I Have Kept the Faith
I’d like to share a few thoughts on the second reading of today’s Mass, Paul’s letter to his friend and disciple Timothy. From Paul’s strange encounter with Jesus on the road to Damascus until the day he died Paul cared for nothing else but to know Jesus Christ and Him Crucified. He said of himself, ’for me to live is Christ and he encouraged all of us to grow to full maturity in Christ. Paul’s life as a preacher of the gospel was not an easy life. He tells of the number of times he was whipped, the number of times he was stoned, the number of times he was run out of town, the number of times he was ship wrecked. But nothing could stop him from telling all those who entered his life about Jesus, crucified and risen. “Woe is me if I preach not the gospel.” When he wrote this letter to Timothy Paul was in prison. He knew his days were numbered. As he wrote, ‘the time of my departure has come.’ If he had any regrets it was that he was given no more time to preach the good news of Jesus’ love for each one of us. Looking back of his life and ministry he said ’I have fought the good fight, I have finished the race, I have kept the faith.’ What a way to sum up one’s life.
I spent some time with a woman the day before she died. She and her family came to Canada from Holland after the Second World War. They suffered severely during the German occupation of Holland. They came to Canada to start a new life. Their first years were not easy but with the help of others they found work and raised a family. She was the housekeeper and her husband was the grounds keeper of a well to do family. Talking about her life she had no regrets, she knew she did the best she could as wife and mother. She was a woman of faith and could honestly say,’ I have fought the good fight, I have finished the race, I have kept the faith.’ Death was no fright to her.
A German psychiatrist named Erik Erikson developed a theory of the seven stages of growth through which we live our lives. He named the final stage ‘integrity’. As we grow older we tend to slow down, we are not as productive as we used to be, and we don’t have the energy. It can be that at this time in our lives we look back on the lives we lived, the good we’ve done, the things we’ve left undone, the mistakes we’ve made. Because of good old Catholic guilt this can be a rough time for us. Mistakes, sins and failures blind us to the good things we’ve done in life. In times like this we feel our lives are unproductive and we are dissatisfied by the life we’ve lived, we may even fall into depression.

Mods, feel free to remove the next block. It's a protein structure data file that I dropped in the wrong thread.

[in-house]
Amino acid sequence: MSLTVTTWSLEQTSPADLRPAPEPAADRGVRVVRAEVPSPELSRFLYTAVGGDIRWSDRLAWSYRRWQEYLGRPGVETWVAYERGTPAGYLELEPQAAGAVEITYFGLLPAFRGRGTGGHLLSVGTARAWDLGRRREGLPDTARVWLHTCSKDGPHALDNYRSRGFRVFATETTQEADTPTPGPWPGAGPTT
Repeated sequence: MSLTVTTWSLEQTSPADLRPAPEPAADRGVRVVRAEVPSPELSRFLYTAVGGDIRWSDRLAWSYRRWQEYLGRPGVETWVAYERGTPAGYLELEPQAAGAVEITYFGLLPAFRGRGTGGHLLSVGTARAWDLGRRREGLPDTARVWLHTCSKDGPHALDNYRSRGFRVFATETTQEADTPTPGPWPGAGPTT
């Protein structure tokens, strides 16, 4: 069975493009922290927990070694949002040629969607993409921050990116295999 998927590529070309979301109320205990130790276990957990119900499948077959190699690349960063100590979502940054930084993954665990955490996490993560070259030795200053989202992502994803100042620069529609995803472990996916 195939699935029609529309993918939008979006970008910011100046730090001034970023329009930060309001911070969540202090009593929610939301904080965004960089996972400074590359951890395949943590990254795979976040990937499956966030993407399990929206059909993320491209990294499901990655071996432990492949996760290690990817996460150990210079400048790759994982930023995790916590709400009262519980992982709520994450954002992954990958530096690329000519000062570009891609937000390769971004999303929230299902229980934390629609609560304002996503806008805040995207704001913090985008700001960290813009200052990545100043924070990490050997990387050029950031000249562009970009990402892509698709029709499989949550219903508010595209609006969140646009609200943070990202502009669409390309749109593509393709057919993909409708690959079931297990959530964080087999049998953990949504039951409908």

But if we have trust in the mercy and love of God, a love and mercy made visible for all to see in the passion and death of Christ crucified then, by God’s grace, we can see beyond our faults and weaknesses and acknowledge the good things we’ve done and acknowledge that when all is said and done, we are good people. We can say, ‘I did the best I could’ and look back on our lives with a sense of completeness and accept death without fear.
Paul the Apostle was not a perfect person. I think he would be a difficult person with whom to work. Like the rest of us Paul was a mistake making being trying to be faithful to his vocation as a preacher of the gospel.
Paul faced his imminent death with a sense of his own personal integrity he could truthfully say,’ I have fought the good fight, I have finished the course I have kept the faith.’ Paul knew his reward would be great in heaven.
May we pray for one another that we be blessed with that gift of integrity that allows us to truthfully say,’ I have fought the good fight, I have finished the race I have kept the faith’ and leave the rest to the mercy and love of God.